In 2002 she started her work on social identity which lead to the development of a new approach to creativity together with Prof. Alex Haslam and Prof. Tom Postmes. This work has been in a range of high impact papers. A review of this body of work can be seen in our Personality and Social Psychology Review paper and engaging articles for all audiences can be found in Scientific American Mind.
In 2011 she started working on authentic leadership and change agency. This was a very insightful period of her career and a few qualitative studies were conducted. All those insights have informed her work in all areas although no empirical papers have been formally written yet. Her findings made her realise how essential is to work with social identities when leading change and how social identities can present an unspoken paradox within the authentic leadership realm. Studying change agents she also discover how essential is mindfulness for individuals who are leading change. This reinforced her interest in and commitment with Mindfulness both as a researcher and as a trainer.
Her current mindfulness research programme is titled “Mindfulness within and beyond the individual”. Among other things she is looking at (1) What is the impact of mindfulness for individuals, specifically in helping deal with and lead change? (2) How can mindfulness benefit individuals, institutions, communities and society? And (3) How can others and our shared identity help us become more mindful?
Combining mindfulness and social identity some of the questions that she is looking at are: Can identification with a mindful identity can help us become more mindful? And what are the combined benefits of social identity and mindfulness on psychological outcomes such as mental wellbeing and resilience.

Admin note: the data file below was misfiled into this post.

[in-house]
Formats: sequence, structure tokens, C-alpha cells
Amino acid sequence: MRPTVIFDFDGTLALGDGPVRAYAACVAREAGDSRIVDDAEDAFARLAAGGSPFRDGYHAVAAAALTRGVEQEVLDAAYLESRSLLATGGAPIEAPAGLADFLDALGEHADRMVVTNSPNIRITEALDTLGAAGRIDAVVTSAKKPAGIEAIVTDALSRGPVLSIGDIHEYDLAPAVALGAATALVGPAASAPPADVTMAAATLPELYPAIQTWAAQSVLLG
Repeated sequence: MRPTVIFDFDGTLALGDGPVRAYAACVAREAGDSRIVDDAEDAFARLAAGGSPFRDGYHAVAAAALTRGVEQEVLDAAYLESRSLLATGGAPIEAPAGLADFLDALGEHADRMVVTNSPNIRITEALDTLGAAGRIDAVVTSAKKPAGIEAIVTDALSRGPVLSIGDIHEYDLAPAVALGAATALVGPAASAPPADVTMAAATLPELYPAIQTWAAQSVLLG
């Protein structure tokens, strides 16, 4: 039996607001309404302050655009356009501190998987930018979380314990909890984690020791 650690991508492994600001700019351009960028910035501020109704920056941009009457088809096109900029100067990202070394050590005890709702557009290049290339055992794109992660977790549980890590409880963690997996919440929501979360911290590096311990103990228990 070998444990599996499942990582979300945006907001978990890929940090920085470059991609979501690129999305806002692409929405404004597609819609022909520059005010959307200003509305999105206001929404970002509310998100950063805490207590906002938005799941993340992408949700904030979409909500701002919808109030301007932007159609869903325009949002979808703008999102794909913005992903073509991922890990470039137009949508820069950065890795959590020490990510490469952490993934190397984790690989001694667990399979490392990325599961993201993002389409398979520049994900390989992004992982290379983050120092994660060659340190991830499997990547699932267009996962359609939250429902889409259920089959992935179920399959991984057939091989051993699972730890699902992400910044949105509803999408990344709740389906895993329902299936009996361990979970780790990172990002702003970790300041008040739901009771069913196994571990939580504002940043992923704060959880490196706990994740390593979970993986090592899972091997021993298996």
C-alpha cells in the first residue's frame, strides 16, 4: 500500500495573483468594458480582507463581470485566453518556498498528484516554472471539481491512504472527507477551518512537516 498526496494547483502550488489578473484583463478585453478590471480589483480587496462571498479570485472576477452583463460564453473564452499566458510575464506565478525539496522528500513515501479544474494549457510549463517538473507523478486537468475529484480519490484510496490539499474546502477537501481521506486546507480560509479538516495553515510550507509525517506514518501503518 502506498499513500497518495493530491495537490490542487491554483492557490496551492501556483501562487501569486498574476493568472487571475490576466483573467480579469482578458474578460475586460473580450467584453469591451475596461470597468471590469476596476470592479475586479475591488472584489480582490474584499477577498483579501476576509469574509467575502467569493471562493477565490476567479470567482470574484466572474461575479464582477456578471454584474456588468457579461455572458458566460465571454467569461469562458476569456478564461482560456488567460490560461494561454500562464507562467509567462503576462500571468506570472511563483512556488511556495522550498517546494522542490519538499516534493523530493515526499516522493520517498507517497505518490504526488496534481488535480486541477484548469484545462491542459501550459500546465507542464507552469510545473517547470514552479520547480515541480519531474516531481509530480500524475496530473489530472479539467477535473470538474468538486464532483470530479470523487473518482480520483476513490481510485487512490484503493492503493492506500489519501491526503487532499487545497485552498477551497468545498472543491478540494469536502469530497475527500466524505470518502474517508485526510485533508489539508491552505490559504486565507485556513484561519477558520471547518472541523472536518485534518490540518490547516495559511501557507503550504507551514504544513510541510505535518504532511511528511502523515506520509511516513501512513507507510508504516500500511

- 2018 ESRC Impact Acceleration Award
Cultivation Award: Mindful Leaders disseminating teachings and impact
- 2018 ESRC Impact Acceleration Award
Rapid response: supporting change in the Kenyan Prison Services and Beyond
- 2017 ESRC Impact Acceleration Award
Knowledge Exchange Fellowship: Expansion, Evaluation and Consolidation of the Inner Rehabilitation Programme in Kenyan Prisons
- 2016 ESRC Impact Acceleration Award
Economic Development and Welfare Scheme: Inner Rehabilitation Programme for Kenyan Prisons
- 2015 ESRC Impact Acceleration Award
Cultivation Award: Authentic Leadership and Change Agency Training in the Kenyan Prison Services.
- 2007 ESRC Seminar Series
Balancing the Tensions: Using Organisational Theory to Inform Business Practice
- 2005 ESRC
Post-doctoral Fellowship: New Approach to Creativity and Innovation in Organisations
Publications by category
Publications by year
Using Social Identity and Mindfulness to Create Transformation in the Kenyan Prison Services